By Haadiza Ogwude
Black By God The West Virginian
Mental health is defined as an individual’s emotional, psychological, or social well-being. Mental health impacts every stage of life, from childhood and adolescence through adulthood. According to the National Alliance on Mental Health (NAMI), approximately 21% of U.S. adults experienced mental illness, 5.6% of U.S. adults experienced severe mental illness, and 6.7% of U.S. adults experienced a co-occurring substance use disorder and mental illness in 2020. Additionally, 16.5% of U.S. youth aged 6-17 experienced a mental health disorder in 2016.
The African American community, in particular, suffers from an increased rate of mental health concerns, including anxiety and depression. The department of psychiatry at Columbia University, reported that African Americans are 20% more likely to experience serious mental health problems, such as Major Depressive Disorder or Generalized Anxiety Disorder. Additionally, young Black adults (ages 18-25) also experience higher rates of mental health problems and lower mental health resource utilization rates than young white adults and older Black adults.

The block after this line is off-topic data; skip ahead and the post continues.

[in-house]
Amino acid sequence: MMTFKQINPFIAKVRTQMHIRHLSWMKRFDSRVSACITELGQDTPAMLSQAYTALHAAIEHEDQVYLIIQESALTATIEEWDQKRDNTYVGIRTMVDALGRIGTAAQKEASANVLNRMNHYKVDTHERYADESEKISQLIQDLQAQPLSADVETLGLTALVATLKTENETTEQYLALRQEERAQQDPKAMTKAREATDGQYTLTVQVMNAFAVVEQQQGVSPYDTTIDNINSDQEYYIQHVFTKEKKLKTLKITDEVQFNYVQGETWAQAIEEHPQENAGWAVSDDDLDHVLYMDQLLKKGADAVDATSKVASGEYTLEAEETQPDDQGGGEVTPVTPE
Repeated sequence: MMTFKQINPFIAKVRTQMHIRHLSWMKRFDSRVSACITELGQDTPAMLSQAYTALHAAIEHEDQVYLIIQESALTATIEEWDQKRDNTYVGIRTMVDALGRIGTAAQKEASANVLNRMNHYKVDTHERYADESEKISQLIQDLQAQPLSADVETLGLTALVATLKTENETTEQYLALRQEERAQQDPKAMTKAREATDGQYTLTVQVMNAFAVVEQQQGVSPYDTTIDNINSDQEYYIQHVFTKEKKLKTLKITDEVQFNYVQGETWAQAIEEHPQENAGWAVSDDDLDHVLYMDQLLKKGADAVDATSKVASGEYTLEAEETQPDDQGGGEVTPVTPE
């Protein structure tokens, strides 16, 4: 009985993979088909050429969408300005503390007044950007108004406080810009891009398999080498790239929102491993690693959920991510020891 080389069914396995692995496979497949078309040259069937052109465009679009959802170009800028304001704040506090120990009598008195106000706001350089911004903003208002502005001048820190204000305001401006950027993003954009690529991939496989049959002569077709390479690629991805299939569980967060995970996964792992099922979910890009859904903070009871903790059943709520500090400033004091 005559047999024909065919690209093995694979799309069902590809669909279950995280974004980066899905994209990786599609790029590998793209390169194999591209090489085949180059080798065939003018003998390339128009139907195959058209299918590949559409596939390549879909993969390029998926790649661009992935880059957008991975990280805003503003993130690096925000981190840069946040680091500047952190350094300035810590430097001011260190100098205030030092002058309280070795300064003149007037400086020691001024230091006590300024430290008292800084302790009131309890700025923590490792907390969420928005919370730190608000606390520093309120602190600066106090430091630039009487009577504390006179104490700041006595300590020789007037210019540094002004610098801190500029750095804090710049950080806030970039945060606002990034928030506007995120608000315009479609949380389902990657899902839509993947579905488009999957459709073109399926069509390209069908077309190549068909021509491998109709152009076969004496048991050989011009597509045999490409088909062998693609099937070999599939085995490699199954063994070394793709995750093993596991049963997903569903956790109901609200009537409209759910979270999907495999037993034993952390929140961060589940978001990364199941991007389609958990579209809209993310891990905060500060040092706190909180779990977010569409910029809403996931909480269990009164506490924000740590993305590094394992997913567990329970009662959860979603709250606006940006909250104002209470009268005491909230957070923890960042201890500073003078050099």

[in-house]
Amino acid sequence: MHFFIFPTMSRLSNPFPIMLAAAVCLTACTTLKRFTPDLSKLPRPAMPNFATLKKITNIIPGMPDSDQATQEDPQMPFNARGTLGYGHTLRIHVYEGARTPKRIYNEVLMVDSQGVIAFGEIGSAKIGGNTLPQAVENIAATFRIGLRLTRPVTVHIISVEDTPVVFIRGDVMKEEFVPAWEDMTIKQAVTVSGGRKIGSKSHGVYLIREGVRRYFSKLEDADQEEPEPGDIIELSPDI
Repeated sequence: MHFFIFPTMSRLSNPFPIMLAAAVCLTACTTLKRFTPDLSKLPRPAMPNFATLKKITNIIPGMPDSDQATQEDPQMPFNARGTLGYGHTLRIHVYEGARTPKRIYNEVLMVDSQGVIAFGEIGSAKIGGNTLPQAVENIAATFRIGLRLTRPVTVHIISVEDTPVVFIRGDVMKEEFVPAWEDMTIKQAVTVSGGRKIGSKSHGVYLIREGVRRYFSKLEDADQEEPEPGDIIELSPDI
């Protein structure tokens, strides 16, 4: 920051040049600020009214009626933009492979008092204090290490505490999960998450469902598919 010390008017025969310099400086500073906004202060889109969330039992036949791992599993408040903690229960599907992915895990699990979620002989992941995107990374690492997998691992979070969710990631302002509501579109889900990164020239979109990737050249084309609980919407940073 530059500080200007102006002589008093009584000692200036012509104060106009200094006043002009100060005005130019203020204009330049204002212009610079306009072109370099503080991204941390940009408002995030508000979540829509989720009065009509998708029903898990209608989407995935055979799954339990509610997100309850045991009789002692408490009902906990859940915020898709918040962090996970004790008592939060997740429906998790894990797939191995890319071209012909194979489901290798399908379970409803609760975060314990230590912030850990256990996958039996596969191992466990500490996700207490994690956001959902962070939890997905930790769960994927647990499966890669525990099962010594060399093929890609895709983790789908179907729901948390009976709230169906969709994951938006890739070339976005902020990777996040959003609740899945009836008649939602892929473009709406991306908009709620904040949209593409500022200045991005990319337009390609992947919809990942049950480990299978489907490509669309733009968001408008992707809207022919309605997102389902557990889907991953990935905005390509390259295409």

Data also indicates that West Virginia consistently rates among states with the highest percentage of people experiencing mental health problems, including depression, anxiety, schizophrenia, and bipolar disorder. In a ranking of America’s healthiest communities by U.S. News and World Report, West Virginia was reported as having one of the nation’s highest rates of deaths of despair which include fatalities attributed to suicide, drug overdoses, and alcohol-related disease.
In the healthiest communities ranking, counties received a mental health score. The average score among West Virginia counties was approximately 28 out of 100. The five lowest-scoring counties for mental health were all in West Virginia. …